NFL players making bad financial decisions

It’s simple! More and more education needs to come from everybody: agents, the financial community, the NFL, NFLPA, and individual teams. The fact is that we have to stop a player from being his own worst enemies. For me, it’s a constant conversation with all my clients that lasts throughout their careers and beyond. The education process should never end. I also encourage older retired players to keep preaching to the younger ones about their own mistakes.

A battered body

There should be fewer full contact practices in both college and pro football. Bill Walsh and the 49ers proved that practices focused on execution, not contact, can lead to winning games. The number of contactpractices needs to be limited for all, putting everyone on an even playing field.

Players as targets

There is no fix for this issue, but players simply have to be educated on identifying scams and unscrupulous individuals looking to take advantage of them.

Players being induced, misled, and forgotten

I can’t say I have much sympathy for those who let their egos make their decisions. Players are too easily lured in by marketing advances, loans and other grand promises. For example, last July, I called a father of a Big Ten player who told me his son wanted to go with Agency X. I asked what the attraction was to the agency and how he could commit so soon without talking to others. He replied that their “package was worth $200,000”, that they are going to take him to the Super Bowl, and that they have more big name clients than me and other agents that had called. This player was eventually drafted in the 4th round – not the first round, as his father had been led to believe. He will be way down the priority list, behind the firm’s other star clients. The firm in question obviously offered up a marketing advance, a high profile training facility and a lot of promises. These tactics don’t make for sincere service, and they certainly don’t guarantee results.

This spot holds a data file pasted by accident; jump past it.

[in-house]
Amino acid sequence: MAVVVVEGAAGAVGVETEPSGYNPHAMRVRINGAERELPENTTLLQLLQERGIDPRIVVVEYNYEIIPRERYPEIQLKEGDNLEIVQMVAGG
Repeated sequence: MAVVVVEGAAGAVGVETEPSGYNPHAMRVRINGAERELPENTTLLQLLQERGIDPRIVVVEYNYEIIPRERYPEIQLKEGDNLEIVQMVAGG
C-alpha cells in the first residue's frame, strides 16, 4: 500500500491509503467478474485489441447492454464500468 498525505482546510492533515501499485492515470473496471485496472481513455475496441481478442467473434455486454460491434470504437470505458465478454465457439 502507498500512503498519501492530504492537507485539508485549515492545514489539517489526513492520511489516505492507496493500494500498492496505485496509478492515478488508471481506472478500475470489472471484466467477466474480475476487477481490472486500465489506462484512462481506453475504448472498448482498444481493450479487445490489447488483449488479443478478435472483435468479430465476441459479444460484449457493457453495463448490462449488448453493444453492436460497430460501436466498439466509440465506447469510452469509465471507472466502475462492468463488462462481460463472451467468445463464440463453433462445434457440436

Agents should have to disclose to the NFLPA all loans and promises they make to college players. Most of the promises made are simply incentives to sign and add no value to the preparation or representation process. Any agents who don’t disclose all loans and promises should be decertified for life.

Like many of the comments left in my previous post, I agree that a lot of these issues are a reflection of society. Furthermore, young and wealthy pro athletes are not going to garner any sympathy from hard working fans. My goal in writing about the dark issues affecting our game is to call attention to them by bringing them out of the shadows and into the public and industry eye for discussion.

As always, I welcome and appreciate your comments.